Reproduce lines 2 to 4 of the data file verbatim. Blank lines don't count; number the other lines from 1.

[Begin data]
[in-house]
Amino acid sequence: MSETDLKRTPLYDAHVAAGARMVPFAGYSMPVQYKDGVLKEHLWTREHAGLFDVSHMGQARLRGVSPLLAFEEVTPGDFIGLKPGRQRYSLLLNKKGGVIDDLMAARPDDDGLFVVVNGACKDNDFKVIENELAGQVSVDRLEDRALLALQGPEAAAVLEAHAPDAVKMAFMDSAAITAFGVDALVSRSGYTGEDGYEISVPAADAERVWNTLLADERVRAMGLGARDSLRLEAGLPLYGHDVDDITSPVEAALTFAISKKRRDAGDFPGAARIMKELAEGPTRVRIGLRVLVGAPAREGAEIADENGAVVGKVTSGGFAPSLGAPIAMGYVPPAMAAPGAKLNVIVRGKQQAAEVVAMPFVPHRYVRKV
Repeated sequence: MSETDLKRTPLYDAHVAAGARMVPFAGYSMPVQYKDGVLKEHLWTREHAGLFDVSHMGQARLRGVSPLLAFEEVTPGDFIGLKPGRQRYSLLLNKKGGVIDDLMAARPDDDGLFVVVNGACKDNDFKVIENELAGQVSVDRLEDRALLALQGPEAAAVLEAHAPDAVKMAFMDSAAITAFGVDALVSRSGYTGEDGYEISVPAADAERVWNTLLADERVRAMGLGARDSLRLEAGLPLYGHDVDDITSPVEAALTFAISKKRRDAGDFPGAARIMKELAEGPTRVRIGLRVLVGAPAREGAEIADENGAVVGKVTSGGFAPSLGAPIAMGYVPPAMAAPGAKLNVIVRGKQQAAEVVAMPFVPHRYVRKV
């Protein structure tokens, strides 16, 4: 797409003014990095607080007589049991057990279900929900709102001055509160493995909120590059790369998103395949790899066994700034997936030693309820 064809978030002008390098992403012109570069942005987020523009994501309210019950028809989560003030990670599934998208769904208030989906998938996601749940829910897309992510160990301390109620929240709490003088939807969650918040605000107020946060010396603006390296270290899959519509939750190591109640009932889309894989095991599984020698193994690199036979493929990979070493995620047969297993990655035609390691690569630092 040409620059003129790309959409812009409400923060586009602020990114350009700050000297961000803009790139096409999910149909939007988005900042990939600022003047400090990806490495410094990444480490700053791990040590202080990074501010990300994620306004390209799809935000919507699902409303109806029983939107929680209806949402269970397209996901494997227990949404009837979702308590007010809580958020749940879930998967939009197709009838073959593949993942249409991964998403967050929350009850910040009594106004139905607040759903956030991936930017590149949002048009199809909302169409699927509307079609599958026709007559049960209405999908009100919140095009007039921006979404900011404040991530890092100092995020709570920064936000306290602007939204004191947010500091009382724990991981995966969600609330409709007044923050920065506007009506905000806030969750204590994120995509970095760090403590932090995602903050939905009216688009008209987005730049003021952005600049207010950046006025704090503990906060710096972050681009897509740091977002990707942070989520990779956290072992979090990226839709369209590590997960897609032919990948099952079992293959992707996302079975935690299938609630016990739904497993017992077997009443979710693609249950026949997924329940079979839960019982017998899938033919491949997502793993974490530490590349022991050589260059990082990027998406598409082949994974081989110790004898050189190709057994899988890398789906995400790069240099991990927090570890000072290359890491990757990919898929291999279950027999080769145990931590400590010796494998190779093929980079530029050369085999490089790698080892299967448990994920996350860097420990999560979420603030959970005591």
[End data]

Amino acid sequence: MSETDLKRTPLYDAHVAAGARMVPFAGYSMPVQYKDGVLKEHLWTREHAGLFDVSHMGQARLRGVSPLLAFEEVTPGDFIGLKPGRQRYSLLLNKKGGVIDDLMAARPDDDGLFVVVNGACKDNDFKVIENELAGQVSVDRLEDRALLALQGPEAAAVLEAHAPDAVKMAFMDSAAITAFGVDALVSRSGYTGEDGYEISVPAADAERVWNTLLADERVRAMGLGARDSLRLEAGLPLYGHDVDDITSPVEAALTFAISKKRRDAGDFPGAARIMKELAEGPTRVRIGLRVLVGAPAREGAEIADENGAVVGKVTSGGFAPSLGAPIAMGYVPPAMAAPGAKLNVIVRGKQQAAEVVAMPFVPHRYVRKV
Repeated sequence: MSETDLKRTPLYDAHVAAGARMVPFAGYSMPVQYKDGVLKEHLWTREHAGLFDVSHMGQARLRGVSPLLAFEEVTPGDFIGLKPGRQRYSLLLNKKGGVIDDLMAARPDDDGLFVVVNGACKDNDFKVIENELAGQVSVDRLEDRALLALQGPEAAAVLEAHAPDAVKMAFMDSAAITAFGVDALVSRSGYTGEDGYEISVPAADAERVWNTLLADERVRAMGLGARDSLRLEAGLPLYGHDVDDITSPVEAALTFAISKKRRDAGDFPGAARIMKELAEGPTRVRIGLRVLVGAPAREGAEIADENGAVVGKVTSGGFAPSLGAPIAMGYVPPAMAAPGAKLNVIVRGKQQAAEVVAMPFVPHRYVRKV
């Protein structure tokens, strides 16, 4: 797409003014990095607080007589049991057990279900929900709102001055509160493995909120590059790369998103395949790899066994700034997936030693309820 064809978030002008390098992403012109570069942005987020523009994501309210019950028809989560003030990670599934998208769904208030989906998938996601749940829910897309992510160990301390109620929240709490003088939807969650918040605000107020946060010396603006390296270290899959519509939750190591109640009932889309894989095991599984020698193994690199036979493929990979070493995620047969297993990655035609390691690569630092 040409620059003129790309959409812009409400923060586009602020990114350009700050000297961000803009790139096409999910149909939007988005900042990939600022003047400090990806490495410094990444480490700053791990040590202080990074501010990300994620306004390209799809935000919507699902409303109806029983939107929680209806949402269970397209996901494997227990949404009837979702308590007010809580958020749940879930998967939009197709009838073959593949993942249409991964998403967050929350009850910040009594106004139905607040759903956030991936930017590149949002048009199809909302169409699927509307079609599958026709007559049960209405999908009100919140095009007039921006979404900011404040991530890092100092995020709570920064936000306290602007939204004191947010500091009382724990991981995966969600609330409709007044923050920065506007009506905000806030969750204590994120995509970095760090403590932090995602903050939905009216688009008209987005730049003021952005600049207010950046006025704090503990906060710096972050681009897509740091977002990707942070989520990779956290072992979090990226839709369209590590997960897609032919990948099952079992293959992707996302079975935690299938609630016990739904497993017992077997009443979710693609249950026949997924329940079979839960019982017998899938033919491949997502793993974490530490590349022991050589260059990082990027998406598409082949994974081989110790004898050189190709057994899988890398789906995400790069240099991990927090570890000072290359890491990757990919898929291999279950027999080769145990931590400590010796494998190779093929980079530029050369085999490089790698080892299967448990994920996350860097420990999560979420603030959970005591």